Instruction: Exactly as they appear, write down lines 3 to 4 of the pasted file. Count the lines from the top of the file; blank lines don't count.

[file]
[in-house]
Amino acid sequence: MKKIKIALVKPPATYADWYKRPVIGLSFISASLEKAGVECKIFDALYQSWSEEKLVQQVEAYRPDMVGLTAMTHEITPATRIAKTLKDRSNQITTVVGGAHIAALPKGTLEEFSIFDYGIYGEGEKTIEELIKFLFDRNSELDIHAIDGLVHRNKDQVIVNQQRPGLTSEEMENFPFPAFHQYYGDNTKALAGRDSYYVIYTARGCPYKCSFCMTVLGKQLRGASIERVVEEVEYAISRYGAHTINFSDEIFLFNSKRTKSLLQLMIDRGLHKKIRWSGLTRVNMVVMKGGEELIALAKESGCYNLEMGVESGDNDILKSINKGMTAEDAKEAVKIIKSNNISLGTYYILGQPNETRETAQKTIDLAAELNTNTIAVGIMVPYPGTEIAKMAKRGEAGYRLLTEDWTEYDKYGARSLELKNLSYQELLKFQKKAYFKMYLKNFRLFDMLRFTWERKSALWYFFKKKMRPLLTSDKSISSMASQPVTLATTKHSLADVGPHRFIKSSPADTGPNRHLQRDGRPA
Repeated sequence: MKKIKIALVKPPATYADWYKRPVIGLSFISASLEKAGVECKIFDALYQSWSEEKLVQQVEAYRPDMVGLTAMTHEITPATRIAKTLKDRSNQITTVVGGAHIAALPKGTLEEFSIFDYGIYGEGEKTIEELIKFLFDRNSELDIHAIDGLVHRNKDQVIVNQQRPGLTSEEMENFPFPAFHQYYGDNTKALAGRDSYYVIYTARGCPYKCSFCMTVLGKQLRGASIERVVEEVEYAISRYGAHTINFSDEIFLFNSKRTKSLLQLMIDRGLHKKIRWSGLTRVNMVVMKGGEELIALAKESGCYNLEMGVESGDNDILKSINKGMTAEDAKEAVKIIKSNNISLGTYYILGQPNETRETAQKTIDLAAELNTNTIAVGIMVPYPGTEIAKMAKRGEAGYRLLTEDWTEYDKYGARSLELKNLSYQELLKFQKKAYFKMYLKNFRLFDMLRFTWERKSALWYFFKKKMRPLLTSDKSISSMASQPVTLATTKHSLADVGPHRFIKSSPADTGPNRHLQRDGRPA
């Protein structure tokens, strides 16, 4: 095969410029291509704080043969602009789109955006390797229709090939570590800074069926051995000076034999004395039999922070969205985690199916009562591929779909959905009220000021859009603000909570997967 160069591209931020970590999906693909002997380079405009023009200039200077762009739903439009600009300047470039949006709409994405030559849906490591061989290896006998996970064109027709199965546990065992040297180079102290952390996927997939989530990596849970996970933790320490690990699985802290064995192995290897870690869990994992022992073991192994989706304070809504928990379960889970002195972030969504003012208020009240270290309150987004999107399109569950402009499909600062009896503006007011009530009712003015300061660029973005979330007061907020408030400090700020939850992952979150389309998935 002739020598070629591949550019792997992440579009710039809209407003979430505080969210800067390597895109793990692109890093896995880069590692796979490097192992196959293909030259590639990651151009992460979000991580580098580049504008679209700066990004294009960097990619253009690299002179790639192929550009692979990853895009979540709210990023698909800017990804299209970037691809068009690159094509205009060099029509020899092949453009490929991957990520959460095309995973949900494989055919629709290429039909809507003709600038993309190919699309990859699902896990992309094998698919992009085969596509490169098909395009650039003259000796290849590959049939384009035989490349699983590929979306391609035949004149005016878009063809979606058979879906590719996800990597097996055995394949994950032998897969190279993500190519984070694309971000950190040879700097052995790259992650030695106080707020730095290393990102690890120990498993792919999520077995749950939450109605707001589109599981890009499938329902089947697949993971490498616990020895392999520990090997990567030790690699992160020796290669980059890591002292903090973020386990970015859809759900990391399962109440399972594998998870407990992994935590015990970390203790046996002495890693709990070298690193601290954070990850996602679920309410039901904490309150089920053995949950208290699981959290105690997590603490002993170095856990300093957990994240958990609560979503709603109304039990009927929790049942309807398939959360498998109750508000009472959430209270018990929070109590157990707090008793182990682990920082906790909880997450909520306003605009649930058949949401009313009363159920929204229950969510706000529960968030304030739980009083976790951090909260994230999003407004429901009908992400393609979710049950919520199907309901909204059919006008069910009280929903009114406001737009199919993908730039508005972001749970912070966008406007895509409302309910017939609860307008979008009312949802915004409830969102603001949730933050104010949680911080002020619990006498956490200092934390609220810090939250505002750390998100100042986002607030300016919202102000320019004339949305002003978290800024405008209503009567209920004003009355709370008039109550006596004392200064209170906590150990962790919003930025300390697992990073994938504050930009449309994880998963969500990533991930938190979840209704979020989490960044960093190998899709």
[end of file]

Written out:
Repeated sequence: MKKIKIALVKPPATYADWYKRPVIGLSFISASLEKAGVECKIFDALYQSWSEEKLVQQVEAYRPDMVGLTAMTHEITPATRIAKTLKDRSNQITTVVGGAHIAALPKGTLEEFSIFDYGIYGEGEKTIEELIKFLFDRNSELDIHAIDGLVHRNKDQVIVNQQRPGLTSEEMENFPFPAFHQYYGDNTKALAGRDSYYVIYTARGCPYKCSFCMTVLGKQLRGASIERVVEEVEYAISRYGAHTINFSDEIFLFNSKRTKSLLQLMIDRGLHKKIRWSGLTRVNMVVMKGGEELIALAKESGCYNLEMGVESGDNDILKSINKGMTAEDAKEAVKIIKSNNISLGTYYILGQPNETRETAQKTIDLAAELNTNTIAVGIMVPYPGTEIAKMAKRGEAGYRLLTEDWTEYDKYGARSLELKNLSYQELLKFQKKAYFKMYLKNFRLFDMLRFTWERKSALWYFFKKKMRPLLTSDKSISSMASQPVTLATTKHSLADVGPHRFIKSSPADTGPNRHLQRDGRPA
């Protein structure tokens, strides 16, 4: 095969410029291509704080043969602009789109955006390797229709090939570590800074069926051995000076034999004395039999922070969205985690199916009562591929779909959905009220000021859009603000909570997967 160069591209931020970590999906693909002997380079405009023009200039200077762009739903439009600009300047470039949006709409994405030559849906490591061989290896006998996970064109027709199965546990065992040297180079102290952390996927997939989530990596849970996970933790320490690990699985802290064995192995290897870690869990994992022992073991192994989706304070809504928990379960889970002195972030969504003012208020009240270290309150987004999107399109569950402009499909600062009896503006007011009530009712003015300061660029973005979330007061907020408030400090700020939850992952979150389309998935 002739020598070629591949550019792997992440579009710039809209407003979430505080969210800067390597895109793990692109890093896995880069590692796979490097192992196959293909030259590639990651151009992460979000991580580098580049504008679209700066990004294009960097990619253009690299002179790639192929550009692979990853895009979540709210990023698909800017990804299209970037691809068009690159094509205009060099029509020899092949453009490929991957990520959460095309995973949900494989055919629709290429039909809507003709600038993309190919699309990859699902896990992309094998698919992009085969596509490169098909395009650039003259000796290849590959049939384009035989490349699983590929979306391609035949004149005016878009063809979606058979879906590719996800990597097996055995394949994950032998897969190279993500190519984070694309971000950190040879700097052995790259992650030695106080707020730095290393990102690890120990498993792919999520077995749950939450109605707001589109599981890009499938329902089947697949993971490498616990020895392999520990090997990567030790690699992160020796290669980059890591002292903090973020386990970015859809759900990391399962109440399972594998998870407990992994935590015990970390203790046996002495890693709990070298690193601290954070990850996602679920309410039901904490309150089920053995949950208290699981959290105690997590603490002993170095856990300093957990994240958990609560979503709603109304039990009927929790049942309807398939959360498998109750508000009472959430209270018990929070109590157990707090008793182990682990920082906790909880997450909520306003605009649930058949949401009313009363159920929204229950969510706000529960968030304030739980009083976790951090909260994230999003407004429901009908992400393609979710049950919520199907309901909204059919006008069910009280929903009114406001737009199919993908730039508005972001749970912070966008406007895509409302309910017939609860307008979008009312949802915004409830969102603001949730933050104010949680911080002020619990006498956490200092934390609220810090939250505002750390998100100042986002607030300016919202102000320019004339949305002003978290800024405008209503009567209920004003009355709370008039109550006596004392200064209170906590150990962790919003930025300390697992990073994938504050930009449309994880998963969500990533991930938190979840209704979020989490960044960093190998899709």